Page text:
On August 30, tenants of the 40-unit Ben Lomond apartment building on Capitol Hill's Bellevue Court received a surprise notice from the new on-site managers. The once pet-friendly apartment was barring dogs, effective September 30. Dog owners whose pooches weren't on the lease, or whose leases were expired, had only 10 days to inform the management whether they were getting rid of their pets or moving out.
Residents revolted, holding a meeting on September 4 to draft a letter to RP Management, Inc., which runs the property. The letter, representing about half the apartments, demanded new on-site management, a retraction of the dog policy, and better maintenance of the building. The residents still haven't gotten a response; about 25 percent of the tenants--some dog owners, some not--have already found new apartments and given notice. "And there will be more than that," says soon-to-be-former resident Eric Branner. AMY JENNIGES
None of the Above
When faced with the choice between Paul Allen pushover Jim Compton and disgraced former council member John Manning, who served jail time for criminal trespass and violating a no-contact order after being arrested by police twice for domestic violence, thousands of Seattleites opted to vote for... no one. At press time, nearly 7,000 more people had cast their ballots in Seattle City Council Member Judy Nicastro's race than had voted in Compton's, a drop-off that was consistent all the way down the ballot, with nearly 1,800 more votes cast in both Heidi Wills' race and Margaret Pageler's than the unpopular Compton's. ERICA C. BARNETT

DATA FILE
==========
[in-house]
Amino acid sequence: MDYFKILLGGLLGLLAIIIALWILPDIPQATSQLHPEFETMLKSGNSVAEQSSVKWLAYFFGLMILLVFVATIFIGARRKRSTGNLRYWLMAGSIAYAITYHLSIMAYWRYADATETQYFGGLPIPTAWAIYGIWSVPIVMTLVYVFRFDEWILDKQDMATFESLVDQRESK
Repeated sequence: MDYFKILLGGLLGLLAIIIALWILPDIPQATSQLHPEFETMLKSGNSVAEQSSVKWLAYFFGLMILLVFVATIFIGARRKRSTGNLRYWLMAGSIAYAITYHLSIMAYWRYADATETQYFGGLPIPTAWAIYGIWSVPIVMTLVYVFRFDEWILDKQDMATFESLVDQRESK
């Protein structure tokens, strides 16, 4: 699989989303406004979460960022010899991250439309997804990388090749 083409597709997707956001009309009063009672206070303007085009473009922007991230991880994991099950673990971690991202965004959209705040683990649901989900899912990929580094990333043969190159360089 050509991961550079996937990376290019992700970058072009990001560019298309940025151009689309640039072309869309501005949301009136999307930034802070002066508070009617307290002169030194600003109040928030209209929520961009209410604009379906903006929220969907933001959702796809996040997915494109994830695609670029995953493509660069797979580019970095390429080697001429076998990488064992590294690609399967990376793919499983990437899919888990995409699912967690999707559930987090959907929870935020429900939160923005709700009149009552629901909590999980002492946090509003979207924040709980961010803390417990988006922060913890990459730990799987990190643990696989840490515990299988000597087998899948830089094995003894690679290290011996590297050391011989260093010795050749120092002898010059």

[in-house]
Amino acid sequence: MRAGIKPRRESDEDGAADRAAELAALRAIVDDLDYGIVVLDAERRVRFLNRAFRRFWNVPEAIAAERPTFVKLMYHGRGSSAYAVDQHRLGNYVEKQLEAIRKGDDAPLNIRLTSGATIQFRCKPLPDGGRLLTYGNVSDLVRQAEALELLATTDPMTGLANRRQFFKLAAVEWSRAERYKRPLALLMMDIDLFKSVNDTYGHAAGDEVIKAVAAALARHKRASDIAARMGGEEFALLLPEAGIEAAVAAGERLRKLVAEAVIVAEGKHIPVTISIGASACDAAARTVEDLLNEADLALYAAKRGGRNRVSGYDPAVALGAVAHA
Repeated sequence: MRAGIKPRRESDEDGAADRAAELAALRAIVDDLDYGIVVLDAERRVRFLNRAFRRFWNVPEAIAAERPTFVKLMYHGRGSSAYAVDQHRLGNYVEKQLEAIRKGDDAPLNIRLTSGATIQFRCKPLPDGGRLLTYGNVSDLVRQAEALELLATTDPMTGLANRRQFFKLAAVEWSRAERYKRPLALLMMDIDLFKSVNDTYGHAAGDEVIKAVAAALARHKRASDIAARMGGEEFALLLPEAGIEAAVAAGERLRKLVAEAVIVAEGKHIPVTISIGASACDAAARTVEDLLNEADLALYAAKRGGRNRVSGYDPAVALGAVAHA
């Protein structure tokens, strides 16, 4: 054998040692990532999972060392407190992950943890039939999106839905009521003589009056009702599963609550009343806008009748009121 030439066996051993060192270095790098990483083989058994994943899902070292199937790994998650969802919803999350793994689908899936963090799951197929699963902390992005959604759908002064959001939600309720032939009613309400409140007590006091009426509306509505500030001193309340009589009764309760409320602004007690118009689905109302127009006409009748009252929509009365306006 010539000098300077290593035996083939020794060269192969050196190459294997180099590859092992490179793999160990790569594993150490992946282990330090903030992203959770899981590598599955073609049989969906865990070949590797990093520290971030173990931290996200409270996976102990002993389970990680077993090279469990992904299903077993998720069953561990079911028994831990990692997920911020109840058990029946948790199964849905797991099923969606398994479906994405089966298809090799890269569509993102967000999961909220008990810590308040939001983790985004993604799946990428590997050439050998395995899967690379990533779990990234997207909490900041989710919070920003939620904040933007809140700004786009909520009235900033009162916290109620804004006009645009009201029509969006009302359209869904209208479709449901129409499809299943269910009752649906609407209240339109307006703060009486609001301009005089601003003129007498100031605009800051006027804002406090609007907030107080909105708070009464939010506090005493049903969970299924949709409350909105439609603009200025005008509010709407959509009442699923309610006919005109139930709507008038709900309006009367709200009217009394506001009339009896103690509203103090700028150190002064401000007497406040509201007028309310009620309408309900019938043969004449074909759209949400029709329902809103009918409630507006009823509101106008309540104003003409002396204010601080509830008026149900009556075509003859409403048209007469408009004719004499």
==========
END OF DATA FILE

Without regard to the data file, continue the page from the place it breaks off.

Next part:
Four years ago, Judy Nicastro's nascent campaign sought advice from women-centered political consultant Cathy Allen. Nicastro, put off when Allen advised her to wear more makeup, took her campaign elsewhere.
This year, Allen's makeup advice seems to have gotten through--but not to Nicastro. Nicastro opponent--and Allen client--Jean Godden posted a $532 in-kind contribution from Marco's hair salon in downtown Seattle.
Explaining the heavy dose of cosmetics, Allen says the contribution was for "a number of different things." Godden had her hair and makeup done, and received "counseling" and "classes" about "how to look the same every day if you want to look professional." It also involved "buying [hair care] products to keep Jean's hair under control." Godden has several hairdressers, including Roberto's and Marco's. NANCY DREW
Capitol Hill residents are fuming about a King County Metro decision to switch from electric to diesel along three major bus routes on the hill. Starting on September 27, Metro will replace weekend electric trolley buses along bus lines 7, 43, and 44 with newer, louder diesel buses until 2005. Growing budget concerns, coupled with the high breakdown rate of the trolleys, led Metro staff to implement the cost-conscious decision, which will save $450,000 by Metro's estimates. Some Capitol Hill community members are upset, however, seeing the new buses as threats to the success of a neighborhood that thrives on outdoor cafes and weekend activities.
They've found an ally in Capitol Hill representative Ed Murray, who wrote a blunt letter on September 4 to King County Executive Ron Sims, asking him to reverse the "shortsighted decision." MAHRYA DRAHEIM